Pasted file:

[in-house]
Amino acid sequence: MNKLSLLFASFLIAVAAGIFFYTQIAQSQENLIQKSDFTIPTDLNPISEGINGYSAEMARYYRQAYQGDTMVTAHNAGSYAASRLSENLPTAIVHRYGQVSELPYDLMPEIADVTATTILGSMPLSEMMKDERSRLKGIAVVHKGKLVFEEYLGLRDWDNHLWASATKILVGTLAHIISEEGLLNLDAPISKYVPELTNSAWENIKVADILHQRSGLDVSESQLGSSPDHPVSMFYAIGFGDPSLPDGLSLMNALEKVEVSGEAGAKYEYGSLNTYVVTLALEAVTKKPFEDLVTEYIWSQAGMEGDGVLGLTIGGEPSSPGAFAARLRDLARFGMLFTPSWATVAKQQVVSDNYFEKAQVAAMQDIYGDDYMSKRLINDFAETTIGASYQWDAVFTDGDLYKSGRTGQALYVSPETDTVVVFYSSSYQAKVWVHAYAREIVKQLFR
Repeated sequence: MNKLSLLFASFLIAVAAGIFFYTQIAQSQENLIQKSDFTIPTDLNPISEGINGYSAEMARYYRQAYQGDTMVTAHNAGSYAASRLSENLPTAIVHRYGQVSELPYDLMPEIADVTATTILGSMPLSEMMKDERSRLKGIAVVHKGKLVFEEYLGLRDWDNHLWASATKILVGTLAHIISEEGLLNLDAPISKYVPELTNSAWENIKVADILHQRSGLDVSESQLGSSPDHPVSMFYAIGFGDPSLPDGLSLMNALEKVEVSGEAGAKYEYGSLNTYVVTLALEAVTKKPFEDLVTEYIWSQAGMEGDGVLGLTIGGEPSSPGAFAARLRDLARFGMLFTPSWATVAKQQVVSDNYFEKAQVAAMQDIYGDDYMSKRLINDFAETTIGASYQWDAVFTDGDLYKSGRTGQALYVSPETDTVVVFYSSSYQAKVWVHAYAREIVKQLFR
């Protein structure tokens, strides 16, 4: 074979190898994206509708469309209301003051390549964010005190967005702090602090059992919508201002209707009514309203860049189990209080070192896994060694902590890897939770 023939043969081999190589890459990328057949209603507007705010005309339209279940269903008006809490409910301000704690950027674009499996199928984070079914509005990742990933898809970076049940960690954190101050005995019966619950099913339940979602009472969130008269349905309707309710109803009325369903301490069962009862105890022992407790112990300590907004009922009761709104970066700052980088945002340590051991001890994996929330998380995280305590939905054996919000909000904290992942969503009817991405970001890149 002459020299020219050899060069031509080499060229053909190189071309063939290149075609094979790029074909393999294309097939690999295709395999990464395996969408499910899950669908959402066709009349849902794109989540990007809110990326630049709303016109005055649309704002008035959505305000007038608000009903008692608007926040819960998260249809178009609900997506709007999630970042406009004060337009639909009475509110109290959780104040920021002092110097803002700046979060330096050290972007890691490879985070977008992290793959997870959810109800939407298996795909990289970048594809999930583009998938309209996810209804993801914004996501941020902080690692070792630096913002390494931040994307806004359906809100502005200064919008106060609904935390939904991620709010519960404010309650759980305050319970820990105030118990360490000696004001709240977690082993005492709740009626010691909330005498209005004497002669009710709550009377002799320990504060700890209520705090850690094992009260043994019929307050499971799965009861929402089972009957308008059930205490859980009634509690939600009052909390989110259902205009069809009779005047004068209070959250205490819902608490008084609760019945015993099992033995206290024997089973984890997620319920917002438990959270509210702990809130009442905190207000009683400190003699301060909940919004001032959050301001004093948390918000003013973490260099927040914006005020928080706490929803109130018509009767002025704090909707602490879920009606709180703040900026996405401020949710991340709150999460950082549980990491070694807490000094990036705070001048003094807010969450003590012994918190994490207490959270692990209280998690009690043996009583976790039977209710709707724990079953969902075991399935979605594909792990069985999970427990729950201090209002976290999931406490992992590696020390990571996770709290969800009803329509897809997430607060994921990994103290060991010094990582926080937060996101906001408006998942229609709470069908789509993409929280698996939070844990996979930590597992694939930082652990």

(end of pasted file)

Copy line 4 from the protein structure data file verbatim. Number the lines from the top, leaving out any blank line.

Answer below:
């Protein structure tokens, strides 16, 4: 074979190898994206509708469309209301003051390549964010005190967005702090602090059992919508201002209707009514309203860049189990209080070192896994060694902590890897939770 023939043969081999190589890459990328057949209603507007705010005309339209279940269903008006809490409910301000704690950027674009499996199928984070079914509005990742990933898809970076049940960690954190101050005995019966619950099913339940979602009472969130008269349905309707309710109803009325369903301490069962009862105890022992407790112990300590907004009922009761709104970066700052980088945002340590051991001890994996929330998380995280305590939905054996919000909000904290992942969503009817991405970001890149 002459020299020219050899060069031509080499060229053909190189071309063939290149075609094979790029074909393999294309097939690999295709395999990464395996969408499910899950669908959402066709009349849902794109989540990007809110990326630049709303016109005055649309704002008035959505305000007038608000009903008692608007926040819960998260249809178009609900997506709007999630970042406009004060337009639909009475509110109290959780104040920021002092110097803002700046979060330096050290972007890691490879985070977008992290793959997870959810109800939407298996795909990289970048594809999930583009998938309209996810209804993801914004996501941020902080690692070792630096913002390494931040994307806004359906809100502005200064919008106060609904935390939904991620709010519960404010309650759980305050319970820990105030118990360490000696004001709240977690082993005492709740009626010691909330005498209005004497002669009710709550009377002799320990504060700890209520705090850690094992009260043994019929307050499971799965009861929402089972009957308008059930205490859980009634509690939600009052909390989110259902205009069809009779005047004068209070959250205490819902608490008084609760019945015993099992033995206290024997089973984890997620319920917002438990959270509210702990809130009442905190207000009683400190003699301060909940919004001032959050301001004093948390918000003013973490260099927040914006005020928080706490929803109130018509009767002025704090909707602490879920009606709180703040900026996405401020949710991340709150999460950082549980990491070694807490000094990036705070001048003094807010969450003590012994918190994490207490959270692990209280998690009690043996009583976790039977209710709707724990079953969902075991399935979605594909792990069985999970427990729950201090209002976290999931406490992992590696020390990571996770709290969800009803329509897809997430607060994921990994103290060991010094990582926080937060996101906001408006998942229609709470069908789509993409929280698996939070844990996979930590597992694939930082652990």